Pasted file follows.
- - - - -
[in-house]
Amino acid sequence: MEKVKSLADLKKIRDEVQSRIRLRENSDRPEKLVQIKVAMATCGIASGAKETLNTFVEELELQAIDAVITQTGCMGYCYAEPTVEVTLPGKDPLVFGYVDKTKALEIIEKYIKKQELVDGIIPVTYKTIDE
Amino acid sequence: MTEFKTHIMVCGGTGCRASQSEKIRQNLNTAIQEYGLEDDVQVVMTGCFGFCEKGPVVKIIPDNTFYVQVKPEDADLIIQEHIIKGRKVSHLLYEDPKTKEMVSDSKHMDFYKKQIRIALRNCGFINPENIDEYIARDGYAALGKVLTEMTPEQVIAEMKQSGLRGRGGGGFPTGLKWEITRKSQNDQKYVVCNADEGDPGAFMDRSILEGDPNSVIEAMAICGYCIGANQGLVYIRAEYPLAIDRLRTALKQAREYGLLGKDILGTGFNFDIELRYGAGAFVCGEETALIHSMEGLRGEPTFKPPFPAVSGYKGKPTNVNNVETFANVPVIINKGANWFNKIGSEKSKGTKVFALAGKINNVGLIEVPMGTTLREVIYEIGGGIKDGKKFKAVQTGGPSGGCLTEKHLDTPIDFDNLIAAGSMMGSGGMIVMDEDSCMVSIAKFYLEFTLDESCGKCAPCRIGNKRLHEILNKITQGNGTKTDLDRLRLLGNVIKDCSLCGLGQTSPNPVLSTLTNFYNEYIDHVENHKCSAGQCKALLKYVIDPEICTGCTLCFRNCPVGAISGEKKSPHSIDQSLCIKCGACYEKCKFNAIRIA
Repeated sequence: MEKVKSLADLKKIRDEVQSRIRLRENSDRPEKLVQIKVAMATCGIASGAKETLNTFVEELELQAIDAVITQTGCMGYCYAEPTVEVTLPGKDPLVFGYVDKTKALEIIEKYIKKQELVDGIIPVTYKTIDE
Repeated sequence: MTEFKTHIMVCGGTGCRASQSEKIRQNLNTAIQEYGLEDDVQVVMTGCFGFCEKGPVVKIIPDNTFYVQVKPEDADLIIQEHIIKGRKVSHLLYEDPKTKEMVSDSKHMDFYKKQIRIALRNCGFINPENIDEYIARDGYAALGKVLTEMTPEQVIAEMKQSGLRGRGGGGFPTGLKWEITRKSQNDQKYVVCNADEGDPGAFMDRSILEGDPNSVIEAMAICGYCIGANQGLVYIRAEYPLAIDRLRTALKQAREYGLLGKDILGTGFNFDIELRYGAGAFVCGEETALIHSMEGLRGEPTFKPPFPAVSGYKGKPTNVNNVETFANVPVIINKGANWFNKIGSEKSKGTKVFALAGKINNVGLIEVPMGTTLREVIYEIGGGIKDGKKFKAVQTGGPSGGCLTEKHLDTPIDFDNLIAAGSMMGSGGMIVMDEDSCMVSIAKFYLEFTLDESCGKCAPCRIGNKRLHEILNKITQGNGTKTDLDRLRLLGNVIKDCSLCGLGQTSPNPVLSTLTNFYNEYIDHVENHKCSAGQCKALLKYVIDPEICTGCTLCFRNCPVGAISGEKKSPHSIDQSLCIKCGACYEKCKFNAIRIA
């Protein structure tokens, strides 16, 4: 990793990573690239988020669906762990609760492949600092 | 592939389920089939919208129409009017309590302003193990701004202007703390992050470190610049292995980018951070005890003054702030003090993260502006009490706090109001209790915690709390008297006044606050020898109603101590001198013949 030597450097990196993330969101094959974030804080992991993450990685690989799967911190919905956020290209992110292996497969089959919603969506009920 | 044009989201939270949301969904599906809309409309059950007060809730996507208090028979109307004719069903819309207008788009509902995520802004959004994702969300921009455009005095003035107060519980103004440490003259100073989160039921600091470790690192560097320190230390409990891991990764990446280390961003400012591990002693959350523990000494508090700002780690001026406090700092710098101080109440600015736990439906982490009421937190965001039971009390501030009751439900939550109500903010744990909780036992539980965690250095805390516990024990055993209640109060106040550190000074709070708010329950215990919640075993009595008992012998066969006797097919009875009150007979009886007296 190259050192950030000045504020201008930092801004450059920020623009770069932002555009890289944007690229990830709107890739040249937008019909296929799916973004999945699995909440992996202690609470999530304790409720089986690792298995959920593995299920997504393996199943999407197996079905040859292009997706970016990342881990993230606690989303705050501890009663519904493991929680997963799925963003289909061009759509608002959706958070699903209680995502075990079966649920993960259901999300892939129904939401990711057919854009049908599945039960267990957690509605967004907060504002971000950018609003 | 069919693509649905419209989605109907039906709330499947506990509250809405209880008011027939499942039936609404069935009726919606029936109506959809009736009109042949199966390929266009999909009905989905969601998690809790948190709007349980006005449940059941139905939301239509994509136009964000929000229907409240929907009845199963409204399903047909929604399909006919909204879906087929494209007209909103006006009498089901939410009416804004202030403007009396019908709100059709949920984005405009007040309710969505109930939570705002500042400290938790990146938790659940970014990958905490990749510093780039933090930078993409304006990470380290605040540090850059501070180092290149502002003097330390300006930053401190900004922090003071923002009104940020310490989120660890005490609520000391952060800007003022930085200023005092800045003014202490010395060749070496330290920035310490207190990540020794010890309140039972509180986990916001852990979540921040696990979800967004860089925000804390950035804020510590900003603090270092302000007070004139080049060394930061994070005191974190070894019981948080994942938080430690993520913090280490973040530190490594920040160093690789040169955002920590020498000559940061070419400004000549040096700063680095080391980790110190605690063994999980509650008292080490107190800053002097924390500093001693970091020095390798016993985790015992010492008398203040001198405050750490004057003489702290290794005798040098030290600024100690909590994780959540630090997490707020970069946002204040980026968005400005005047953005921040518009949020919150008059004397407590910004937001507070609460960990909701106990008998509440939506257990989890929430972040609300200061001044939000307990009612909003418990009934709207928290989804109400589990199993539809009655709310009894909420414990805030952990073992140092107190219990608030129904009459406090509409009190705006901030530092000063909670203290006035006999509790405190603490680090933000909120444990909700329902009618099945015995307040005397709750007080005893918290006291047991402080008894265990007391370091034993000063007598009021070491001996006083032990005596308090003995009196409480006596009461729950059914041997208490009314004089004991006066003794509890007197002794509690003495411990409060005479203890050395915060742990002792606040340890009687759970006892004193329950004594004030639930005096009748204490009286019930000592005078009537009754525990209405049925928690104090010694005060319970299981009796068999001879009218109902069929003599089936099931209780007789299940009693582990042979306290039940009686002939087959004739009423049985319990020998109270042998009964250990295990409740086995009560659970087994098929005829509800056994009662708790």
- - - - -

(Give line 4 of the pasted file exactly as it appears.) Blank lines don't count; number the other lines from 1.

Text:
Repeated sequence: MEKVKSLADLKKIRDEVQSRIRLRENSDRPEKLVQIKVAMATCGIASGAKETLNTFVEELELQAIDAVITQTGCMGYCYAEPTVEVTLPGKDPLVFGYVDKTKALEIIEKYIKKQELVDGIIPVTYKTIDE